Public-Private Partnership to Address Hunger 

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View of a farm on The Food Project property in Boston, Mass.

State legislators are in a unique position to tackle hunger and increase access to healthy food. Legislators simultaneously wear the hats of policymaker, hunger champion and community leader. As policymakers, legislators can direct and provide incentives for state agencies to implement new programs, catalyze coordination among agencies, give start-up or expansion funding to promising initiatives, or establish an award to recognize an organization fighting hunger in their communities. As hunger champions, they can form legislative hunger caucuses, create days for hunger awareness and elevate the visibility of hunger through their websites and social media. As community leaders, they can bring together the public, nonprofit, corporate and foundation sectors to inspire meaningful change and imagine innovative solutions for low-income communities. In short, state policymakers have the chance to serve as leaders in the battle to end hunger in the United States, starting with their communities and their states. 

Within this publication are examples of innovative programs that involve partnerships among multiple organizations and state-level support. This publication has categorized programs broadly by their purpose and the federal nutrition programs they seek to leverage and promote. The thematic areas are:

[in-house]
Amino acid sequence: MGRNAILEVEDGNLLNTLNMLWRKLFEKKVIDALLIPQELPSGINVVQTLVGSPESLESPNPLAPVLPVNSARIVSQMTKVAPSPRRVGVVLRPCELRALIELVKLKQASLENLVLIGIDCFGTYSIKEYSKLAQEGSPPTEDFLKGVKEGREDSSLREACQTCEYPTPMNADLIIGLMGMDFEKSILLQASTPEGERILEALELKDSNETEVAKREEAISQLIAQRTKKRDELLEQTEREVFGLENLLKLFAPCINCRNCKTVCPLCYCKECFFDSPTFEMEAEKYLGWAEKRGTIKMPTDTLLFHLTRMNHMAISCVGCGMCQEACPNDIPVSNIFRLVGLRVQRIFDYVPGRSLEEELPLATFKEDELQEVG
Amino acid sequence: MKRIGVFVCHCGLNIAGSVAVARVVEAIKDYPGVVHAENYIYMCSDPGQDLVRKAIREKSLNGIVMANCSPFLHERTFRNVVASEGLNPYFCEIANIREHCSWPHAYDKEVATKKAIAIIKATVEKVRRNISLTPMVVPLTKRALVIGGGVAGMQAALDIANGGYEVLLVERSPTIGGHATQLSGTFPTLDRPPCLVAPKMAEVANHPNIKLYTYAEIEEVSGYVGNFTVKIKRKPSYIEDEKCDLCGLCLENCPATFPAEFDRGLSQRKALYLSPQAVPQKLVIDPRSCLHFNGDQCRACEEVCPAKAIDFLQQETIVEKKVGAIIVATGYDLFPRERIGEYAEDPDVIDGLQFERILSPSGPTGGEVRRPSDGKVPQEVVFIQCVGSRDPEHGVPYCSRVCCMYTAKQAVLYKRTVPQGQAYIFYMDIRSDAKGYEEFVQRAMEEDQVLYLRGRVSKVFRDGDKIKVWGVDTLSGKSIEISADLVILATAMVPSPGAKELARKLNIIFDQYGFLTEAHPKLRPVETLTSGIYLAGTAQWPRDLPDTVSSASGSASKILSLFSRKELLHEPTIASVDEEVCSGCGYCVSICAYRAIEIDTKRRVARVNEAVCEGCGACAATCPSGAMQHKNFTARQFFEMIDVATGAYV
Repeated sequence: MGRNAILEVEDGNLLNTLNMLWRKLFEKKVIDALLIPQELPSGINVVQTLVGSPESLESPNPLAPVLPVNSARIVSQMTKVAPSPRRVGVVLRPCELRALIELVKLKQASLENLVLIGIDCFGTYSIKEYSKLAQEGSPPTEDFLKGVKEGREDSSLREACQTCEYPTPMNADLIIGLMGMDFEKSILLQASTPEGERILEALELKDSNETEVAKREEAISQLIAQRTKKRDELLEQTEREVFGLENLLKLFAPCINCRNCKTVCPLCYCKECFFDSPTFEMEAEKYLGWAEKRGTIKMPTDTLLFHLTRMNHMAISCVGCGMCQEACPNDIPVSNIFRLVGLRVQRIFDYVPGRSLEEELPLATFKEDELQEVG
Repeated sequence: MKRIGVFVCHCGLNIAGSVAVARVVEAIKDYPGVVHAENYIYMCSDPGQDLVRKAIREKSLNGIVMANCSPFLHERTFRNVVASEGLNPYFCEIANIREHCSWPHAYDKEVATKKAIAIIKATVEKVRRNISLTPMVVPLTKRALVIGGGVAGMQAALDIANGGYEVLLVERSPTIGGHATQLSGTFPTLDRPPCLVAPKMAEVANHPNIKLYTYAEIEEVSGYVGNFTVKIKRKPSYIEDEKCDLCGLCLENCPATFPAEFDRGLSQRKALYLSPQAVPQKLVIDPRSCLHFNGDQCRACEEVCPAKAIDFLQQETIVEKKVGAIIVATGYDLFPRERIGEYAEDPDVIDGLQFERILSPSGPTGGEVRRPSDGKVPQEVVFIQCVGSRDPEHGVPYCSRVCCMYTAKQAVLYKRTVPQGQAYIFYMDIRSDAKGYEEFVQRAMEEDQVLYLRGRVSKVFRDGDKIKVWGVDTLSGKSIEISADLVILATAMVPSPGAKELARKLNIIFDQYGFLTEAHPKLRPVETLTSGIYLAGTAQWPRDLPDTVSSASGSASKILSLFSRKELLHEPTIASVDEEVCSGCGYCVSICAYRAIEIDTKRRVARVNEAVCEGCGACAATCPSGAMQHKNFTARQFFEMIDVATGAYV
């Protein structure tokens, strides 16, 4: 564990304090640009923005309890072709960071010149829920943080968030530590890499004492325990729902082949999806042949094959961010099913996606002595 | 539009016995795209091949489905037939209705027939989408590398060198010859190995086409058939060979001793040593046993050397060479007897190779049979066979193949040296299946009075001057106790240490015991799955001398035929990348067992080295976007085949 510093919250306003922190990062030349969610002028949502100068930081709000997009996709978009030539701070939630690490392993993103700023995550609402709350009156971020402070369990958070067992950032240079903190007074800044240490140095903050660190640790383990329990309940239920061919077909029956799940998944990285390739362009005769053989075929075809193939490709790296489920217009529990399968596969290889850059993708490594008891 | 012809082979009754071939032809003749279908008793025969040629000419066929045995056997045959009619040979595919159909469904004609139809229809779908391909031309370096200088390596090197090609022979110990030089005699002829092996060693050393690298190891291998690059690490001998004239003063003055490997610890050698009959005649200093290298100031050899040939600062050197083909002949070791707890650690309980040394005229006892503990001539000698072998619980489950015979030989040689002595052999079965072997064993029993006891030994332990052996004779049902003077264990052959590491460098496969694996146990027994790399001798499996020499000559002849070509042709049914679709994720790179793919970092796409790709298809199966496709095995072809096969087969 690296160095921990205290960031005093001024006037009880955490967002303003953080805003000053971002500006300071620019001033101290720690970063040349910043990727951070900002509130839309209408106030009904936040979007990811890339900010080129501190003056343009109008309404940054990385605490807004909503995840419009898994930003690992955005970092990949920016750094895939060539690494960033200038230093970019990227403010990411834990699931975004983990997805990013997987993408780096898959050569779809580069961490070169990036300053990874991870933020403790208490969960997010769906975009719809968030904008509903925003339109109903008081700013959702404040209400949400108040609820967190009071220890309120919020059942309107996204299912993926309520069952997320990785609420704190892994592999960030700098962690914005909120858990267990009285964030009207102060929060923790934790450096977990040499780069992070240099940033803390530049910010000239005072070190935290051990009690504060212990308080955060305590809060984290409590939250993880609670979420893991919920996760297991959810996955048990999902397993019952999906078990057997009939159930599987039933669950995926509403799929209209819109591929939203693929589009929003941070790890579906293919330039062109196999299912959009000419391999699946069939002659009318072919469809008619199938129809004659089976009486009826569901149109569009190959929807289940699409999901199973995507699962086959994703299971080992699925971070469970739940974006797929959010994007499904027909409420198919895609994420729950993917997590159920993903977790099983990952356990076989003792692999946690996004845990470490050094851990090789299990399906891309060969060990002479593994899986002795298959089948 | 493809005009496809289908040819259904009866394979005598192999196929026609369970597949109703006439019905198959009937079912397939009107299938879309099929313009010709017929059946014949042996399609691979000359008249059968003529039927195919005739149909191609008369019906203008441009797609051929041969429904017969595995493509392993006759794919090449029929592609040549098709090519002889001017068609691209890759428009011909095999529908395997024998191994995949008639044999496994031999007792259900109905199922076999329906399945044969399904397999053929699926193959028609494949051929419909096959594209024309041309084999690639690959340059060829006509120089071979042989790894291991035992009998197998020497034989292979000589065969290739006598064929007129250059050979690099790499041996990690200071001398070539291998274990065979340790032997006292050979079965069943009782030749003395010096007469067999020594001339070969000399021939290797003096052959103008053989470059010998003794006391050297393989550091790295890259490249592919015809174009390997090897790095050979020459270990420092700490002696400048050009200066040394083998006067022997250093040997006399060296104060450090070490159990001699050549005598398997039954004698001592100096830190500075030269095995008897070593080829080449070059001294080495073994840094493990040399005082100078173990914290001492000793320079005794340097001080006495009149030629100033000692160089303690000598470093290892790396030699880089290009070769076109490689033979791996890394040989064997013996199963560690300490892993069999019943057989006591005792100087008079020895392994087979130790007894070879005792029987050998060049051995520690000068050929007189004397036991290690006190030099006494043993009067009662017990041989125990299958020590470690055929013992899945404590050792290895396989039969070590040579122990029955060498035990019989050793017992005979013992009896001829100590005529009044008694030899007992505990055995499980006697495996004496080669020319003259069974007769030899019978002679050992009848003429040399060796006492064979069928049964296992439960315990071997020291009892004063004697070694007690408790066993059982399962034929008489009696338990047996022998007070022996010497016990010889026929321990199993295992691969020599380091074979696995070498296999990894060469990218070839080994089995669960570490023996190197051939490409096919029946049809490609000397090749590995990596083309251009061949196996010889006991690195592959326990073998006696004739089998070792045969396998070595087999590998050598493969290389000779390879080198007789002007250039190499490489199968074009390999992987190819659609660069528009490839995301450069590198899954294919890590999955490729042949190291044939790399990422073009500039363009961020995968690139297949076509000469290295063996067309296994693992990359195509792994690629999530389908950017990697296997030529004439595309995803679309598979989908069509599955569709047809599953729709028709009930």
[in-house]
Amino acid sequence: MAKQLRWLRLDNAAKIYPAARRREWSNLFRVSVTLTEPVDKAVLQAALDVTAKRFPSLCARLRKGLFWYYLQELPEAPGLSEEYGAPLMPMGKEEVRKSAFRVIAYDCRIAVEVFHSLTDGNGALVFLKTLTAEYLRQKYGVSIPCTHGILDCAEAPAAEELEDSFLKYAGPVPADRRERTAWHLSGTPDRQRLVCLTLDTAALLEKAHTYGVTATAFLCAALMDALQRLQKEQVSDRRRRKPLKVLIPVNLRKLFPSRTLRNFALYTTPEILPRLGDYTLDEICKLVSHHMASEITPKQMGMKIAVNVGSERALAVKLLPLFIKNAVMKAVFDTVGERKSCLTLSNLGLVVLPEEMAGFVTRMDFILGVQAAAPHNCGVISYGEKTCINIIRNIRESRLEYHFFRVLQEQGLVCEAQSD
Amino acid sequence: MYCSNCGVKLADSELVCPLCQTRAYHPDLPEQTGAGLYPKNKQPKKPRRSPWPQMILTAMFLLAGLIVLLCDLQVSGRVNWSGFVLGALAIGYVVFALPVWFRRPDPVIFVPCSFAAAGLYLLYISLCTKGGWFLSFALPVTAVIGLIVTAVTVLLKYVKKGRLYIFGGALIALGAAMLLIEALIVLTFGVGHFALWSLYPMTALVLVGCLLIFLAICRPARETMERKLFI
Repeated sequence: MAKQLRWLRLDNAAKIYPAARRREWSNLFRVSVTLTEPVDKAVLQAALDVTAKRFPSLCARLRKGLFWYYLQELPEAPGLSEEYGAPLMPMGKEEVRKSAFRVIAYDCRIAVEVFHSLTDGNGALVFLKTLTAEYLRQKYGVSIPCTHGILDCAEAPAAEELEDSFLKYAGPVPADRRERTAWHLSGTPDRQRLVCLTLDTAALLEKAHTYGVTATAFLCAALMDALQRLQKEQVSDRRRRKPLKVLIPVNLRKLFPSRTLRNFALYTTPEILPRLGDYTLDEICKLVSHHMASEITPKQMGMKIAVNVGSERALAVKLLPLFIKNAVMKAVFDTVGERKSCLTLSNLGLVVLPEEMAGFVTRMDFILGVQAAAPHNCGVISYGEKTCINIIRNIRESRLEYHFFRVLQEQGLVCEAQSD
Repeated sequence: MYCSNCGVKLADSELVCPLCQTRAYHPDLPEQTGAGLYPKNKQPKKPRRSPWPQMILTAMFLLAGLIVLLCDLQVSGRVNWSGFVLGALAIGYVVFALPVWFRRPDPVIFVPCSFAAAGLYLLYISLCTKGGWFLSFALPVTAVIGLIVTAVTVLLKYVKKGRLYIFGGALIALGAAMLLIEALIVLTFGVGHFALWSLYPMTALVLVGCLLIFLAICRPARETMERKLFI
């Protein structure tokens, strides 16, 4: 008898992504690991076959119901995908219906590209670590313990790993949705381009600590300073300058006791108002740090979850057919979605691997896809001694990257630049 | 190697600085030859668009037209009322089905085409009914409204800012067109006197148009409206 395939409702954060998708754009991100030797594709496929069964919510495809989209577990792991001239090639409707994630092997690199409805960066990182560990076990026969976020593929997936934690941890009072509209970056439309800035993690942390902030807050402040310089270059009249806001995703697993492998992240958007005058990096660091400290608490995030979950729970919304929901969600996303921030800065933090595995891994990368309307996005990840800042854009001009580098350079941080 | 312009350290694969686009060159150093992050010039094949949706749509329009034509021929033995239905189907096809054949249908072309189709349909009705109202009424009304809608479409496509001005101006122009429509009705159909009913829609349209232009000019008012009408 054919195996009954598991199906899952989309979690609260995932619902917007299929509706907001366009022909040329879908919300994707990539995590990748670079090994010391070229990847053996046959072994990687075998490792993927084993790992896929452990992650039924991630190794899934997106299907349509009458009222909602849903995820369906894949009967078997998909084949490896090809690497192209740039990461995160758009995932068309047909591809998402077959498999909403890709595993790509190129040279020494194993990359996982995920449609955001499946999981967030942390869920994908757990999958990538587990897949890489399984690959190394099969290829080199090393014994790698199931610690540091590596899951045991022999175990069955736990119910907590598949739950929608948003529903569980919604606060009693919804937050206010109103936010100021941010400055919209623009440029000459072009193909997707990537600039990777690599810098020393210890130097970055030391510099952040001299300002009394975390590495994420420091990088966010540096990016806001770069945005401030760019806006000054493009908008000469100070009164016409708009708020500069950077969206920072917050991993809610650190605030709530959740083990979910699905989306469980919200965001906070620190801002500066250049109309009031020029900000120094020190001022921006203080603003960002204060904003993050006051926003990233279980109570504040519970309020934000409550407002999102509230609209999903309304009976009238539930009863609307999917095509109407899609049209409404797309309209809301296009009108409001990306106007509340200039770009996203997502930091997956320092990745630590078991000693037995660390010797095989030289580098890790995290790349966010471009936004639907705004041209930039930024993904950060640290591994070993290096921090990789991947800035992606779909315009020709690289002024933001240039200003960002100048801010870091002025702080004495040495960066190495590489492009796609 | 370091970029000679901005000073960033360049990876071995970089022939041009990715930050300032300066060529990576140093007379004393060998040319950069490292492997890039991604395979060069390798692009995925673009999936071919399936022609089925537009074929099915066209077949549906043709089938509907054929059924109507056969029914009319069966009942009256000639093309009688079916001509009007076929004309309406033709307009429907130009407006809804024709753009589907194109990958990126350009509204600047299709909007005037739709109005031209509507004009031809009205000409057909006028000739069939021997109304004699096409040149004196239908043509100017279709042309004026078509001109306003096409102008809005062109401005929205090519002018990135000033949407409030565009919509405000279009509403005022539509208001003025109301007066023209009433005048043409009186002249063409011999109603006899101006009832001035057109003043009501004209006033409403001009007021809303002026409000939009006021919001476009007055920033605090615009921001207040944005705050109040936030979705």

I. Supplemental Nutrition Assistance Program Partnerships, including programs that provide outreach, offer application assistance and increase access to food retailers that accept SNAP;

II. Child Nutrition Partnerships, including programs that increase access and improve the quality of in-school and out-of-school nutrition programs for children;

III. Food Distribution Partnerships, including programs that improve the quality of food available at food banks and pantries, increase client choice, and provide clients with the knowledge to choose healthier and more cost-effective foods;

IV. Healthy Food Access Partnerships, including programs that improve access to healthy food in urban and rural low-income communities, increase access to locally grown produce for low-income consumers and help improve the diets of low-income seniors.

Each program profile includes information about the problem(s) the program seeks to address, how the program works and who benefits, the names of major partners and funding sources, relevant legislation or legislator involvement and program results.

The guide was researched and published by the NCSL Foundation Hunger Partnership. The author consulted several national organizations to identify states with promising programs and campaigns and, in turn, relied on state-level administrators and non-profit staff to identify innovative programs. Leadership from state and local organizations provided the information in the program profiles that follow. Although the author identified numerous innovative partnerships across the country, featured programs were selected using the following criteria: